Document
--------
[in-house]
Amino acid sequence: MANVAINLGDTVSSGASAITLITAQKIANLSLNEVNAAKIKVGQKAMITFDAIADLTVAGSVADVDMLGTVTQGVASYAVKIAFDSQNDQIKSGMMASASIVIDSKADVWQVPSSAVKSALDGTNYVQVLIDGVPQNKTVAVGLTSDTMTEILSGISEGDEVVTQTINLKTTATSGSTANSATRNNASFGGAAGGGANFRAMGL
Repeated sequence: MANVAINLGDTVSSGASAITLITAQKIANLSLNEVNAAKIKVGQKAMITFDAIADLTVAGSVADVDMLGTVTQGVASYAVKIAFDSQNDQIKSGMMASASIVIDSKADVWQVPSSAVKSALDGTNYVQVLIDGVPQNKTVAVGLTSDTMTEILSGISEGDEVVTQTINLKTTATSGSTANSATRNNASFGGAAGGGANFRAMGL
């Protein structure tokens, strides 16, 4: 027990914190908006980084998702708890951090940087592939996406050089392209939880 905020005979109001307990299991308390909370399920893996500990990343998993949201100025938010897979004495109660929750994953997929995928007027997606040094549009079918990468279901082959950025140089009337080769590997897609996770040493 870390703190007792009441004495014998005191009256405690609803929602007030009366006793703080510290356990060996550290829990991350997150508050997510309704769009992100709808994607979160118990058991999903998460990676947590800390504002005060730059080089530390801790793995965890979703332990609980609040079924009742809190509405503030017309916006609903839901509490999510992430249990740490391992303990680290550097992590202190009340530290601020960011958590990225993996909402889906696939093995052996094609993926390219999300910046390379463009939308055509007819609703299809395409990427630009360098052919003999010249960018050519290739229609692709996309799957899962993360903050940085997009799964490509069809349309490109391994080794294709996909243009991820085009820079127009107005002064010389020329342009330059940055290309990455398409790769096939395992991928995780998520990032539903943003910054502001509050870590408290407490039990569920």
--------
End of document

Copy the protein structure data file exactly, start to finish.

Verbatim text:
[in-house]
Amino acid sequence: MANVAINLGDTVSSGASAITLITAQKIANLSLNEVNAAKIKVGQKAMITFDAIADLTVAGSVADVDMLGTVTQGVASYAVKIAFDSQNDQIKSGMMASASIVIDSKADVWQVPSSAVKSALDGTNYVQVLIDGVPQNKTVAVGLTSDTMTEILSGISEGDEVVTQTINLKTTATSGSTANSATRNNASFGGAAGGGANFRAMGL
Repeated sequence: MANVAINLGDTVSSGASAITLITAQKIANLSLNEVNAAKIKVGQKAMITFDAIADLTVAGSVADVDMLGTVTQGVASYAVKIAFDSQNDQIKSGMMASASIVIDSKADVWQVPSSAVKSALDGTNYVQVLIDGVPQNKTVAVGLTSDTMTEILSGISEGDEVVTQTINLKTTATSGSTANSATRNNASFGGAAGGGANFRAMGL
């Protein structure tokens, strides 16, 4: 027990914190908006980084998702708890951090940087592939996406050089392209939880 905020005979109001307990299991308390909370399920893996500990990343998993949201100025938010897979004495109660929750994953997929995928007027997606040094549009079918990468279901082959950025140089009337080769590997897609996770040493 870390703190007792009441004495014998005191009256405690609803929602007030009366006793703080510290356990060996550290829990991350997150508050997510309704769009992100709808994607979160118990058991999903998460990676947590800390504002005060730059080089530390801790793995965890979703332990609980609040079924009742809190509405503030017309916006609903839901509490999510992430249990740490391992303990680290550097992590202190009340530290601020960011958590990225993996909402889906696939093995052996094609993926390219999300910046390379463009939308055509007819609703299809395409990427630009360098052919003999010249960018050519290739229609692709996309799957899962993360903050940085997009799964490509069809349309490109391994080794294709996909243009991820085009820079127009107005002064010389020329342009330059940055290309990455398409790769096939395992991928995780998520990032539903943003910054502001509050870590408290407490039990569920």